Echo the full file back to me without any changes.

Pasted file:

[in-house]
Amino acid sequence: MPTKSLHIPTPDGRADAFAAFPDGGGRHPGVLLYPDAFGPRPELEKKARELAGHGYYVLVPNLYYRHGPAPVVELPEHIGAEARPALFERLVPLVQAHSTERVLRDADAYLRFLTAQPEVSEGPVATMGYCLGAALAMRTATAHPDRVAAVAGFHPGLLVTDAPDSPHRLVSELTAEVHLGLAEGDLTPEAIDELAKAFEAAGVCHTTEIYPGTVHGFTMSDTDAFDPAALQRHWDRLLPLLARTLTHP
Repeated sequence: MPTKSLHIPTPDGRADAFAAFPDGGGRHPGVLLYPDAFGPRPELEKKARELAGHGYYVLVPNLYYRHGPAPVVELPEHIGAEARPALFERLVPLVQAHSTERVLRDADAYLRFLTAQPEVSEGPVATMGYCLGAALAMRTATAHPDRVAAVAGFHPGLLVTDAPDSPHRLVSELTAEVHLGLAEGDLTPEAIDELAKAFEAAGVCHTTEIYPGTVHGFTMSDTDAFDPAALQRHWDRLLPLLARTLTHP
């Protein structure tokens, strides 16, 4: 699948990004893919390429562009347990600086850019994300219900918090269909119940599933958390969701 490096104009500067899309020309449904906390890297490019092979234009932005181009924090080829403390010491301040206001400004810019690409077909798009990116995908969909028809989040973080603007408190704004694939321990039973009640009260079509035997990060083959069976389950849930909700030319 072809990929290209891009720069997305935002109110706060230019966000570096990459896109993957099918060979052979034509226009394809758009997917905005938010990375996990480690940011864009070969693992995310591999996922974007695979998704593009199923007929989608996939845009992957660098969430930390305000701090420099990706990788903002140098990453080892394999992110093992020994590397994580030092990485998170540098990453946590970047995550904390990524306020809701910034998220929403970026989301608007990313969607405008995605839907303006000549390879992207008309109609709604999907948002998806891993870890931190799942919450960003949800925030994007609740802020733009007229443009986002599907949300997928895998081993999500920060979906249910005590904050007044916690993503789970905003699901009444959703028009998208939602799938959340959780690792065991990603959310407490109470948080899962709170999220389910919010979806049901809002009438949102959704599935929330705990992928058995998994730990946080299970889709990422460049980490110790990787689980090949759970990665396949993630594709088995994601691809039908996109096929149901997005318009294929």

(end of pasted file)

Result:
[in-house]
Amino acid sequence: MPTKSLHIPTPDGRADAFAAFPDGGGRHPGVLLYPDAFGPRPELEKKARELAGHGYYVLVPNLYYRHGPAPVVELPEHIGAEARPALFERLVPLVQAHSTERVLRDADAYLRFLTAQPEVSEGPVATMGYCLGAALAMRTATAHPDRVAAVAGFHPGLLVTDAPDSPHRLVSELTAEVHLGLAEGDLTPEAIDELAKAFEAAGVCHTTEIYPGTVHGFTMSDTDAFDPAALQRHWDRLLPLLARTLTHP
Repeated sequence: MPTKSLHIPTPDGRADAFAAFPDGGGRHPGVLLYPDAFGPRPELEKKARELAGHGYYVLVPNLYYRHGPAPVVELPEHIGAEARPALFERLVPLVQAHSTERVLRDADAYLRFLTAQPEVSEGPVATMGYCLGAALAMRTATAHPDRVAAVAGFHPGLLVTDAPDSPHRLVSELTAEVHLGLAEGDLTPEAIDELAKAFEAAGVCHTTEIYPGTVHGFTMSDTDAFDPAALQRHWDRLLPLLARTLTHP
């Protein structure tokens, strides 16, 4: 699948990004893919390429562009347990600086850019994300219900918090269909119940599933958390969701 490096104009500067899309020309449904906390890297490019092979234009932005181009924090080829403390010491301040206001400004810019690409077909798009990116995908969909028809989040973080603007408190704004694939321990039973009640009260079509035997990060083959069976389950849930909700030319 072809990929290209891009720069997305935002109110706060230019966000570096990459896109993957099918060979052979034509226009394809758009997917905005938010990375996990480690940011864009070969693992995310591999996922974007695979998704593009199923007929989608996939845009992957660098969430930390305000701090420099990706990788903002140098990453080892394999992110093992020994590397994580030092990485998170540098990453946590970047995550904390990524306020809701910034998220929403970026989301608007990313969607405008995605839907303006000549390879992207008309109609709604999907948002998806891993870890931190799942919450960003949800925030994007609740802020733009007229443009986002599907949300997928895998081993999500920060979906249910005590904050007044916690993503789970905003699901009444959703028009998208939602799938959340959780690792065991990603959310407490109470948080899962709170999220389910919010979806049901809002009438949102959704599935929330705990992928058995998994730990946080299970889709990422460049980490110790990787689980090949759970990665396949993630594709088995994601691809039908996109096929149901997005318009294929």